New Delhi: India is likely to grow 6-6.3 per cent in the current fiscal year ending March 31, 2024, Deloitte India said in its economic outlook, forecasting growth surpassing 7 per cent over the next two years if global uncertainties recede.
With the probability associated with a recession in major industrial countries this year trimming, several economic indicators such as the tight labour markets and reduced risk spreads post the US banking crisis suggest that downside risks to global growth are subsiding.
Yet, there remain significant uncertainties around the actions of the central banks of major economies and the oil price movements, the economic outlook said.
“Amid continuing global uncertainties, India continues to see strong economic activity,” it said. “Keeping in view the resilience shown by the economy, Deloitte is optimistic about the outlook and has put out its expectation for this year and the next. Deloitte expects India to grow between 6 per cent and 6.3 per cent in FY 2023–24, and have a stronger outlook thereafter.” If global uncertainties recede, growth is expected to surpass 7 per cent over the next two years, it said.
“India enjoys a Goldilocks moment currently. Our growth forecasts for FY 2023-24 remain similar to our April forecast, except that higher-than-expected growth in FY2022-23 has raised our base for comparison. That said, we have raised our lower limit of the range given the buoyancy in the economy,” said Rumki Majumdar, Economist, Deloitte India.
Urban demand conditions have remained resilient as evidenced by the sales of mid-to-high-end segments of automobiles, the number of UPI transactions, and domestic air passenger traffic data. Rural demand, which was lagging, has also been rising lately as seen in the sales of tractors, IIP non-durable goods, and MGNREGA data.
Investment is also showing traction. The credit-deposit ratio has continued to improve strongly from the lows of the pandemic despite the rising interest rates. “Most of the lending is happening in the industry and services sector. This points to improving investment, which means that the supply side is gearing up to meet the rising demand,” Rumki Majumdar added.
Inflation in the first quarter was 4.5 per cent, the lowest since the quarter of September 2019. GST collections remain strong, suggesting that revenue buoyancy will aid in improving the budgeted fiscal deficit ratio to GDP.
Among the global risks, Deloitte’s economic outlook highlights the significance and future implications of the monetary policies pursued in the West.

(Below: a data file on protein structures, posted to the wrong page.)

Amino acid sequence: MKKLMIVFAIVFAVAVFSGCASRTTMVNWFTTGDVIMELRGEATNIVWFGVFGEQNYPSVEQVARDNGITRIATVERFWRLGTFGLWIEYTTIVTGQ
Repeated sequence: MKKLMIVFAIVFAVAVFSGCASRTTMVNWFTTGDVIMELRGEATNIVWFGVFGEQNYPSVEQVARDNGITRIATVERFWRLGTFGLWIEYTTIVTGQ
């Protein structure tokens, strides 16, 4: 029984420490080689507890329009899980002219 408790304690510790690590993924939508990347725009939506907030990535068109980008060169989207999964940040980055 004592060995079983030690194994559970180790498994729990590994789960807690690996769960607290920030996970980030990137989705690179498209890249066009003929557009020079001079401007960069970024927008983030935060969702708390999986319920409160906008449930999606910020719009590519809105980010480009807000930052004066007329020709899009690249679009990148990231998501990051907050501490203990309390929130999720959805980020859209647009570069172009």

Referring as the salsa of the Central Banks, the changes in the policy rates between the three major central banks – the US Federal Reserve (Fed), the European Central Bank (ECB), and the Bank of England (BoE) – have been by 1390 basis points within a span of 18 months.
“Yet, these countries have not been able to tame inflation. The 12-month average inflation after the first policy rate hike is significantly higher than the 12-month average inflation prior to the hike in these countries. Comparatively, India has had better success in taming inflation with relatively lesser policy tightening,” it said.
Rather, an aggressive monetary policy tightening has tightened liquidity conditions too quickly in countries that had ultra-loose monetary policies for over a decade. Since these countries also host a large share of global investors, such an aggressive measure has unnerved the sentiments, leading to capital outflows from emerging countries.
Deloitte does not expect these countries to ease policy rates soon as well. “The headline inflation levels remain above the central bank’s target level of 2 per cent. Clearly, Atras (step backwards) seems unlikely for these Central banks. But Adelante (step forward) may also be challenging,” said Rumki Majumdar.
The pressure on US banks, moderating housing demand, and the recent resolution of the debt-ceiling crisis will discourage the US Federal Reserve to raise policy rates for very long.
Among domestic risks, inflation is topmost. The risk of El-Nino and a below-normal monsoon can bring back the pressure on food prices. “We expect the fall in consumer prices to be short-lived as demand picks up along with food prices and the uncertainties around prices remain high. A quicker rebound in the supply side will be of utmost importance for keeping prices under check in the long run,” Rumki Majumdar added.